Shintaro Ishihara in 2009
|Member of the House of Representatives|
|Constituency||Tokyo PR block|
|Constituency||Tokyo 2nd district|
|Governor of Tokyo|
23 April 1999 - 31 October 2012
|Member of the House of Councillors|
|Born||30 September 1932|
Suma-ku, Kobe, Japan
|Political party||Liberal Democratic (1968-1995)|
Japan Restoration (2012-2014)
Future Generations (2014)
|Alma mater||Hitotsubashi University|
Shintaro Ishihara ( Ishihara Shintar?, born 30 September 1932) is a Japanese politician and author who was Governor of Tokyo from 1999 to 2012. Being the former leader of right-leaning Japan Restoration Party, Ishihara is one of the most prominent conservative right-wing politicians in modern Japanese politics.
His arts career included a prize-winning novel, best-sellers and work also in theater, film and journalism. His 1989 book, The Japan That Can Say No, co-authored with Sony chairman Akio Morita (1991 in English), called on the authors' countrymen to stand up to the United States.
After an early career as a writer and film director, he served in the House of Councillors from 1968 to 1972, in the House of Representatives from 1972 to 1995, and as Governor of Tokyo from 1999 to 2012. He resigned from the governorship to briefly co-lead the Sunrise Party, then joined the Japan Restoration Party and returned to the House of Representatives in the 2012 general election. He unsuccessfully sought re-election in the general election of November 2014, and officially left politics the following month.
Shintaro Ishihara was born in Suma-ku, Kobe. His father Kiyoshi was an employee, later a general manager, of a shipping company. Shintaro grew up in Zushi, Kanagawa. In 1952, he entered Hitotsubashi University, and he graduated in 1956. Just two months before graduation, Ishihara won the Akutagawa Prize (Japan's most prestigious literary prize) for the novel Season of the Sun. His brother Yujiro played a supporting role in the movie adaptation of the novel (for which Shintaro wrote the screenplay), and the two soon became the center of a youth-oriented cult. Ishihara had dabbled in directing a couple of films starring his brother. Regarding these early years as a filmmaker, he stated to a Playboy interviewer in 1990 that "If I had remained a movie director, I can assure you that I would have at least become a better one than Akira Kurosawa".
In the early 1960s, he concentrated on writing, including plays, novels, and a musical version of Treasure Island. One of his later novels, Lost Country (1982), speculated about Japan under the control of the Soviet Union. He also ran a theatre company, and found time to visit the North Pole, race his yacht The Contessa and cross South America on a motorcycle. He wrote a memoir of his journey, Nanbei Odan Ichiman Kiro.
From 1966 to 1967, he covered the Vietnam War at the request of Yomiuri Shimbun, and the experience influenced his decision to enter politics. He also was mentored by the influential author and political "fixer" Tsûsai Sugawara.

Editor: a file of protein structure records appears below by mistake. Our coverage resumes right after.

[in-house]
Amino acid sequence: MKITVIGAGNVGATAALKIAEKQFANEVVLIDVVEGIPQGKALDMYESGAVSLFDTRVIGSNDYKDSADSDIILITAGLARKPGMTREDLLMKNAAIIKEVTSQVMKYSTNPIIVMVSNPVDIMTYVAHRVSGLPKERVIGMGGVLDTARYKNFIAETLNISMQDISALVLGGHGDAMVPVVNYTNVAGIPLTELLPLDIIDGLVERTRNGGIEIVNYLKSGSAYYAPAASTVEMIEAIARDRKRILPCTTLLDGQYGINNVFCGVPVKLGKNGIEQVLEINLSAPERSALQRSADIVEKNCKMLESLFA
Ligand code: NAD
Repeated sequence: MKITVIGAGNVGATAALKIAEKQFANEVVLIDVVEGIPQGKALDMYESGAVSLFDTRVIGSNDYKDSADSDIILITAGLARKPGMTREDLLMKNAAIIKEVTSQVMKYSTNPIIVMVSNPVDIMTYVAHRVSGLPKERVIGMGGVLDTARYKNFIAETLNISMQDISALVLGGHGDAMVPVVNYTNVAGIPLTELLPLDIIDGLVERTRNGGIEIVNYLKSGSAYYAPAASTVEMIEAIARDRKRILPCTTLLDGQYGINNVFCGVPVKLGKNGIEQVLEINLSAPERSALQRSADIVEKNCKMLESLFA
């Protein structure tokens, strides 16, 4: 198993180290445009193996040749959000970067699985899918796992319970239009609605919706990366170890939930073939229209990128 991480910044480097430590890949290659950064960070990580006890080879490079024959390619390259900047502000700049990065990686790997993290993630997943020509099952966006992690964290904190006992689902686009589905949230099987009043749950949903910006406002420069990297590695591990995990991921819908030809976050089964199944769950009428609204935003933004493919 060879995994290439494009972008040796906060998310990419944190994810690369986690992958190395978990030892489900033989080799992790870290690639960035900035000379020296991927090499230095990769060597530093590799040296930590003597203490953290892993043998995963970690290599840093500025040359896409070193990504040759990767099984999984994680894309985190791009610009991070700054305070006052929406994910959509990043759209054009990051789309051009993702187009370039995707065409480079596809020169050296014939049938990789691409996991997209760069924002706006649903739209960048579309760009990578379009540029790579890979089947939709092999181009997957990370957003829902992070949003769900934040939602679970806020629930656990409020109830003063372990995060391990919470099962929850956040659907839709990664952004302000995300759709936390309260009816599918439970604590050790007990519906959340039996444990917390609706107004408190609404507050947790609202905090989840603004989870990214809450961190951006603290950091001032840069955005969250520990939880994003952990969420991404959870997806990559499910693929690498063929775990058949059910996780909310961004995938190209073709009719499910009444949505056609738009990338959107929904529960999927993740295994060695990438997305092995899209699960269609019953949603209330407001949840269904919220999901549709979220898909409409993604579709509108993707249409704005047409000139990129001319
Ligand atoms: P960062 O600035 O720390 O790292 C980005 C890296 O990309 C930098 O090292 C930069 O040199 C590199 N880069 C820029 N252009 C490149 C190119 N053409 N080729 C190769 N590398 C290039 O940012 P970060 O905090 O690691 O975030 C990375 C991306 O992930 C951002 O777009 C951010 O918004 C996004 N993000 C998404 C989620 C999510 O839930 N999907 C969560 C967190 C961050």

In 1968, Ishihara ran as a candidate on the Liberal Democratic Party (LDP) national slate for the House of Councillors. He placed first on the LDP list with an unprecedented 3 million votes. After four years in the upper house, Ishihara ran for the House of Representatives representing the second district of Tokyo, and again won election.
Ishihara returned to the House of Representatives afterward, and worked his way up the party's internal ladder, serving as Director-General of the Environment Agency under Takeo Fukuda (1976) and Minister of Transport under Noboru Takeshita (1989). During the 1980s, Ishihara was a highly visible and popular LDP figure, but unable to win enough internal support to form a true faction and move up the national political ladder. In 1983 his campaign manager put up stickers throughout Tokyo stating that Ishihara's political opponent was an immigrant from North Korea. Ishihara denied that this was discrimination, saying that the public had a right to know.
In 1989, shortly after losing a highly contested race for the party presidency, Ishihara came to the attention of the West through his book The Japan That Can Say No, co-authored with Sony chairman Akio Morita. The book called on his fellow countrymen to stand up to the United States.
According to politician K?ichi Hamada, Ishihara gave financial and political support to Aum Shinrikyo, a religious cult that was involved in several murders and assassination attempts during the early 1990s. Immediately after the Sarin gas attack on the Tokyo subway in 1995, Ishihara dropped out of national politics, suddenly ending a 25-year career in the Diet.
In the 1999 Tokyo gubernatorial election, he ran on an independent platform and was elected as Governor of Tokyo. Among Ishihara's moves as governor, he:
He won re-election in 2003 with 70.2% of the vote, and re-election in 2007 with 50.52% of the vote. In the 2011 gubernatorial election, his share of the vote dipped to 43.4% against challenges by comedian Hideo Higashikokubaru and entrepreneur Miki Watanabe.